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Building a Water Quality Trading Program: Options and Considerations

A Product of the National Network on Water Quality Trading

This report aims to provide a reference on common elements and decisions inherent in water quality trading (WQT) program design, especially point-nonpoint WQT programs and the range of available options.

It is intended to help establish WQT programs, provide greater transparency about...

Improving Water Quality (1 of 3)

A Review of the Mississippi River Basin Healthy Watersheds Initiative (MRBI) To Target U.S. Farm Conservation Funds

This paper, first of a 3-part series, provides an assessment of the USDA’s Mississippi River Basin Healthy Watersheds Initiative (MRBI), a promising new approach to achieving cleaner water in agriculturally dominated...

WRI experts Betsy Otto, Charles Iceland, Tien Shiao, and Paul Reig will attend World Water Week in Stockholm next week. Among other activities, they’ll co-host a session on using satellite data to map global water risks. Here, Andrew Maddocks explores the role that satellite data can play in improving water management. Learn more about WRI’s World Water Week Activities.

To maintain its economic growth and provide for its massive population, China must reconcile two powerful, converging trends: energy demand and resource scarcity. One prime example of this tension is the country’s coal use and water supply.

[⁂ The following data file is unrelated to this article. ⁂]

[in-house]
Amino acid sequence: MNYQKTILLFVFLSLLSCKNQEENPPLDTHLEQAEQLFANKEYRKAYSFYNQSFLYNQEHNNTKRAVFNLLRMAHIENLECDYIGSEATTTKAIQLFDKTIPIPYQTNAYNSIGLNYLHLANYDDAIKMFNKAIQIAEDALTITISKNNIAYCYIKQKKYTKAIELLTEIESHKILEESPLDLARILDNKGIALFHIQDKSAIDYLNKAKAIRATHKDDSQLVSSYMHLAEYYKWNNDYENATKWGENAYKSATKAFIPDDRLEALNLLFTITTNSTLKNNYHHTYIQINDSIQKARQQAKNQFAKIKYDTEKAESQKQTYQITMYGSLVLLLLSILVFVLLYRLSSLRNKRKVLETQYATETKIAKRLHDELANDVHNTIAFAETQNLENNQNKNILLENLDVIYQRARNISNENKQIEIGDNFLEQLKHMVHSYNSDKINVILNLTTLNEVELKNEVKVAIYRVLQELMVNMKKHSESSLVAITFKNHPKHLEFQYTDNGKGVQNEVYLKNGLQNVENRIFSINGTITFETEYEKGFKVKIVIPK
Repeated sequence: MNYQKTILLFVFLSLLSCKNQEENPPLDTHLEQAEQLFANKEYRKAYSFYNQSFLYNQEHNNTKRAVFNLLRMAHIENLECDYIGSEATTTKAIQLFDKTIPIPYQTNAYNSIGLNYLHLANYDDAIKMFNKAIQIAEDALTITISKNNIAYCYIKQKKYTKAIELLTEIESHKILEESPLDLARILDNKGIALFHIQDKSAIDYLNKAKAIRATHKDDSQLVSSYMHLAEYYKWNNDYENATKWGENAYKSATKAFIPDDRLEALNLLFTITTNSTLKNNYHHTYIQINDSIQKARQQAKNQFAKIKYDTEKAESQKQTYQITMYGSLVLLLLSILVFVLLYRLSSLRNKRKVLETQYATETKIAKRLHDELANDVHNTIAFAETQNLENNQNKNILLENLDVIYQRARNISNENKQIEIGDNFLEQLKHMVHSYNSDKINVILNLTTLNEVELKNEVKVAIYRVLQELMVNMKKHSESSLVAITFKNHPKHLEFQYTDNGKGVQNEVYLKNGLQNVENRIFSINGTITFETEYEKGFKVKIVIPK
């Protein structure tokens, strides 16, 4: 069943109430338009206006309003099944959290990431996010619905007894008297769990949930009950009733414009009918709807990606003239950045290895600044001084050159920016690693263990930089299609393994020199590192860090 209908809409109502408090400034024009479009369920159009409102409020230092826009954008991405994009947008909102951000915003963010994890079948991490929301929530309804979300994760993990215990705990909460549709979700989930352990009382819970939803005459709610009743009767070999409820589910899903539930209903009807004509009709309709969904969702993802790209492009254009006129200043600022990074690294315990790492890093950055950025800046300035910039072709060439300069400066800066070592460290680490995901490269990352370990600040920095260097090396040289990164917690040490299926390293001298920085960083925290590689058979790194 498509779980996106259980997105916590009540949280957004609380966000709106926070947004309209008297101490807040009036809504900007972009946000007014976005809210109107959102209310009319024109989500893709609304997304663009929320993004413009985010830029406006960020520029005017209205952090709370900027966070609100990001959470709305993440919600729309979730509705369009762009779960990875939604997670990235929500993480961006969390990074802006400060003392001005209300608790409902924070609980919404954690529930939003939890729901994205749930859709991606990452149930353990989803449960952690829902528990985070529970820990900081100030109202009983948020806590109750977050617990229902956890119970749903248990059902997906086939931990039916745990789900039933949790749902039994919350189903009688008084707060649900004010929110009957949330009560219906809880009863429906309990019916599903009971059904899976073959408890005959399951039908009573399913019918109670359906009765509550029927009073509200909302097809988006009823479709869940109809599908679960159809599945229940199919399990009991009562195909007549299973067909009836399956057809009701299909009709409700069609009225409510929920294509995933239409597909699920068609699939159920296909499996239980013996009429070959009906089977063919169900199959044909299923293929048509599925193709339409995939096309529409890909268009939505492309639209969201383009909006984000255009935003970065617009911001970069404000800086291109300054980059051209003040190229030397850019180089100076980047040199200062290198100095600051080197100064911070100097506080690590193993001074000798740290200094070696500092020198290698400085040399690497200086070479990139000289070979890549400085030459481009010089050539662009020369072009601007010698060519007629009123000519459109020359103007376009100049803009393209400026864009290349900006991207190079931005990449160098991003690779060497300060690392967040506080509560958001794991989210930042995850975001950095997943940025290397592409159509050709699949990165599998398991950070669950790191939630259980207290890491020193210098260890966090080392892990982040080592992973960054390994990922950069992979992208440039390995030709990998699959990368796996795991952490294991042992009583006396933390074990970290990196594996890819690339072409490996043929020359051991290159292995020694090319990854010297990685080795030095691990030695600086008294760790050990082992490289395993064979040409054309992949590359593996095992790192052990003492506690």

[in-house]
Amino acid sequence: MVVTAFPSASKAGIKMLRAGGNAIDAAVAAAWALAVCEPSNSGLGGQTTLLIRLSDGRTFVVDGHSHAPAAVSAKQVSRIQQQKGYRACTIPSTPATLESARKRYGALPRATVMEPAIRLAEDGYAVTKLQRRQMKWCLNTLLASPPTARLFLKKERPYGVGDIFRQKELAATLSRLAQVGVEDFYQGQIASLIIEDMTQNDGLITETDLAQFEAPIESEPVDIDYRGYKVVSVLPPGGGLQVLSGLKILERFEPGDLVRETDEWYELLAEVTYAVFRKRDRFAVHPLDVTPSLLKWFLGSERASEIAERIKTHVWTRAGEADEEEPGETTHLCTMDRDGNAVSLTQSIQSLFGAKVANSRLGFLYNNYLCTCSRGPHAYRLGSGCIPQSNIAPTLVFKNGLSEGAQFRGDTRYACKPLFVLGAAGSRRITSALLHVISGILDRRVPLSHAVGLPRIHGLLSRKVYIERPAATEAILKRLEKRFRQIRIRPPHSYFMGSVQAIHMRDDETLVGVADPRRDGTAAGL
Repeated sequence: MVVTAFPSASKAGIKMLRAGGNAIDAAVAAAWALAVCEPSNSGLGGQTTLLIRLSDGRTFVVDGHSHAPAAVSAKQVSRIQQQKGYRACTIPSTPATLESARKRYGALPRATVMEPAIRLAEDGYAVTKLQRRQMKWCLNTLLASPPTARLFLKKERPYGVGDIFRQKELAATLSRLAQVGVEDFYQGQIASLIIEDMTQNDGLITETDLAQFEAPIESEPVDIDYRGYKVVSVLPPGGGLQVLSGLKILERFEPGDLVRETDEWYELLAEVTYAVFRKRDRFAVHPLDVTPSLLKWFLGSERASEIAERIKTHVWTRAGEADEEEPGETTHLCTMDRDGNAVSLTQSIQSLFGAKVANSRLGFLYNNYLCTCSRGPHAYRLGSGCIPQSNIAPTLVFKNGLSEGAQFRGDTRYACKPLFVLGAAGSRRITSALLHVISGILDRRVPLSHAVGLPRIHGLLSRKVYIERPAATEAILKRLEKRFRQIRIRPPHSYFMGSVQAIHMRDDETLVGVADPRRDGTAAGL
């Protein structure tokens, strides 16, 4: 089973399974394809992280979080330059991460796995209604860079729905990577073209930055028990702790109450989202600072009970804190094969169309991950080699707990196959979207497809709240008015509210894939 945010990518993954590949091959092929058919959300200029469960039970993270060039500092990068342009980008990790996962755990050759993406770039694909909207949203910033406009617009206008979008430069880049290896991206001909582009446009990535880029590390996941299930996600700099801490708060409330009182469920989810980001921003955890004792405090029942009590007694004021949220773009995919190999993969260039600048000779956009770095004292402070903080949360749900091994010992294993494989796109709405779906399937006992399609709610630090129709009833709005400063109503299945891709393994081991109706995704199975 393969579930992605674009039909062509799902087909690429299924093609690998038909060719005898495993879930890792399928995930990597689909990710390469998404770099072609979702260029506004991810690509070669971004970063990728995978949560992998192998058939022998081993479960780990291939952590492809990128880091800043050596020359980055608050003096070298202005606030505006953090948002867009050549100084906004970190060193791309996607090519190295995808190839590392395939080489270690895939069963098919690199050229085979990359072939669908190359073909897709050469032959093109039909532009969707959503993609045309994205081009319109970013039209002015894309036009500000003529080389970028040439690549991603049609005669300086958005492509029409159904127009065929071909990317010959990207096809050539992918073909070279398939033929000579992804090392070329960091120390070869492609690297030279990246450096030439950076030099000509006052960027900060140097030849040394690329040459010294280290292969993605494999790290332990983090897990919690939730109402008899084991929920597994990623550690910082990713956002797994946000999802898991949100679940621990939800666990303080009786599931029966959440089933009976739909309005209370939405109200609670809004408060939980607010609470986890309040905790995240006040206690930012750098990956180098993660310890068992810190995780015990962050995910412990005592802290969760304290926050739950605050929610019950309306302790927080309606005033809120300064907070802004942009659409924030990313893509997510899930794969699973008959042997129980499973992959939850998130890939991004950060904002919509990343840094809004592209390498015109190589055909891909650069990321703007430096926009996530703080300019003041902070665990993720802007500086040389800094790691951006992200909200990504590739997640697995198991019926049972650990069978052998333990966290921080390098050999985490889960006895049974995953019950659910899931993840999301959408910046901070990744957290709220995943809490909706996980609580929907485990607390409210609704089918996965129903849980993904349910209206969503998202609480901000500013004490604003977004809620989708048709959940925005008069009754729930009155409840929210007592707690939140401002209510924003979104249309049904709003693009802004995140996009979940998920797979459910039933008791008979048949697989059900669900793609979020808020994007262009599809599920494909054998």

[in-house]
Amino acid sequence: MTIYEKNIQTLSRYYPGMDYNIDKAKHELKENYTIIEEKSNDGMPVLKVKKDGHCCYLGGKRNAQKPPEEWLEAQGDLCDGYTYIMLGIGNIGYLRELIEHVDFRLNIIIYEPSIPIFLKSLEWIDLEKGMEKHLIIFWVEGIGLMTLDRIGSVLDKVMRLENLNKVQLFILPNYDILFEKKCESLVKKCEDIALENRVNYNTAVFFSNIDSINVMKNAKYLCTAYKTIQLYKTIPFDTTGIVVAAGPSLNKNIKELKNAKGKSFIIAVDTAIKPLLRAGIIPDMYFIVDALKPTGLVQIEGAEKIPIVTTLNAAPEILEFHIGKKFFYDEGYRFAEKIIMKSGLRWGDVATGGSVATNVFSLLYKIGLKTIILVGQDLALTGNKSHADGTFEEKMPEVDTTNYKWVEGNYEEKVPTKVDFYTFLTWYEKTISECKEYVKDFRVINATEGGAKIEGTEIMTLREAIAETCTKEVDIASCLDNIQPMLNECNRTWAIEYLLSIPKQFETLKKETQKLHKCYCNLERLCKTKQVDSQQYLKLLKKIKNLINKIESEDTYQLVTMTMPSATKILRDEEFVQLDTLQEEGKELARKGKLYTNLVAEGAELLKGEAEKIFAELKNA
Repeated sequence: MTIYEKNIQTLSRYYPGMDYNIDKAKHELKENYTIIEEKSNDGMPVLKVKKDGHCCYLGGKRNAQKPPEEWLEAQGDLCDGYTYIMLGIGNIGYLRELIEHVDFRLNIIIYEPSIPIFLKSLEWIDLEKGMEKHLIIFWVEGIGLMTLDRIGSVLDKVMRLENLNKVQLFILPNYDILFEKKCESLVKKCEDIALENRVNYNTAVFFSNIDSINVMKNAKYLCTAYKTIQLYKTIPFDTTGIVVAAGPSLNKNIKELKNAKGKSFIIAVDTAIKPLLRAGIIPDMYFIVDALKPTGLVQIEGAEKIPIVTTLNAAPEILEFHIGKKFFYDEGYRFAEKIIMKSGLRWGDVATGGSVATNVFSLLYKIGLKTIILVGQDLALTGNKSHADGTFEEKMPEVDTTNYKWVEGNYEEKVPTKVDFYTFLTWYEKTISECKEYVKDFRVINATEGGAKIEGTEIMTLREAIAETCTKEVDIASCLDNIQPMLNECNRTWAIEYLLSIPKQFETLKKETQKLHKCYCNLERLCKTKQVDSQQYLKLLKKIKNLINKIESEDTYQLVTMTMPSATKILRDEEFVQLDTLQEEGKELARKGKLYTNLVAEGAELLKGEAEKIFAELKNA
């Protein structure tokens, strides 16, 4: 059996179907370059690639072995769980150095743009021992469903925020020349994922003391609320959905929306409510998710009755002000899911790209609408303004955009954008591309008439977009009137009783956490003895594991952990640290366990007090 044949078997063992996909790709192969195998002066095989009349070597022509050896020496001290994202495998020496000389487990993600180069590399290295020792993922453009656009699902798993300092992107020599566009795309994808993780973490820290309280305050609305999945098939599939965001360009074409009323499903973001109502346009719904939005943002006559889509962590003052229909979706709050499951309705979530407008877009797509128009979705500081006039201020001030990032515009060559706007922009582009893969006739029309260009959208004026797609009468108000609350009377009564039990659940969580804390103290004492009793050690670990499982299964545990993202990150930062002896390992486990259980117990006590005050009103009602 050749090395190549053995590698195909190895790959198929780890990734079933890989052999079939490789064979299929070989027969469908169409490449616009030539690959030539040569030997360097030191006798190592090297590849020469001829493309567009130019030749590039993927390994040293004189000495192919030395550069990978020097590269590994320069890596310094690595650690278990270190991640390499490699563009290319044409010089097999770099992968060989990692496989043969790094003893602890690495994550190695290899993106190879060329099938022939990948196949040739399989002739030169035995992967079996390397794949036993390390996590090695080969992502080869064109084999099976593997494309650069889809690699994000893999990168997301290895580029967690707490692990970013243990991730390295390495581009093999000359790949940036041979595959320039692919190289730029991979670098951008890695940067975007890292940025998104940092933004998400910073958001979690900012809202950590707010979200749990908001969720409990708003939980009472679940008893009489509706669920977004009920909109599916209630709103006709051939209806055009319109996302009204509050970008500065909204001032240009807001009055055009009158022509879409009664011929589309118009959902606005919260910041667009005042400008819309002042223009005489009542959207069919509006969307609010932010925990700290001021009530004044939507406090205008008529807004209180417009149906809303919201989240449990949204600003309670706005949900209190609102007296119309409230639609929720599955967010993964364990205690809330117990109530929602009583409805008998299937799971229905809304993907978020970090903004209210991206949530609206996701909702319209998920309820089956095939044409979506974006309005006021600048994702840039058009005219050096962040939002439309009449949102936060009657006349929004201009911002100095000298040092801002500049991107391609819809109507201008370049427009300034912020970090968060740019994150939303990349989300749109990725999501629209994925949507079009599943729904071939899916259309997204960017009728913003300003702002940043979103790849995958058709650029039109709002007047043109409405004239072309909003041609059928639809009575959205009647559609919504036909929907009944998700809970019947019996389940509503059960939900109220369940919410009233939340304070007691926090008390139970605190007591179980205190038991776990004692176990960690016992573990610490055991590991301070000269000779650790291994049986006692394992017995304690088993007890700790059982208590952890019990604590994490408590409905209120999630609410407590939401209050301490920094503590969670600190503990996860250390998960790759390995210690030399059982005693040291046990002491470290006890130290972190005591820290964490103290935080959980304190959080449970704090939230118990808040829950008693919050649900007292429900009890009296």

According to a new WRI analysis, more than half of China’s proposed coal-fired power plants are slated to be built in areas of high or extremely high water stress. If these plants are built, they could further strain already-...

Measuring, mapping and understanding water risks around the globe.

The Gulf of Mexico has the largest dead zone in the United States and the second-largest in the world. Dead zones form when excessive amounts of nitrogen and phosphorous wash into waterways and spur algal blooms, depleting the water of oxygen and killing fish, shrimp, and other marine life. The Gulf of Mexico dead zone can range between an astounding 3,000 and 8,000 square miles. At its largest, it’s about the size of Massachusetts.

Reducing this growing dead zone problem is a huge scientific, technical, economic, and political challenge. It’s a conundrum that agricultural and environmental experts from across the United States will deliberate this week at the Gulf of Mexico Hypoxia Task Force meeting in Louisville, Kentucky.

One new approach they’ll discuss is voluntary nutrient trading. According to a new study conducted by WRI staff for the EPA, this strategy could be used in the Mississippi River Basin to cost-effectively reduce nitrogen and phosphorous pollution and shrink the Gulf of Mexico dead zone.

  • LEARN MORE: Download the full study on the economic feasibility of nutrient trading in the Mississippi River Basin.

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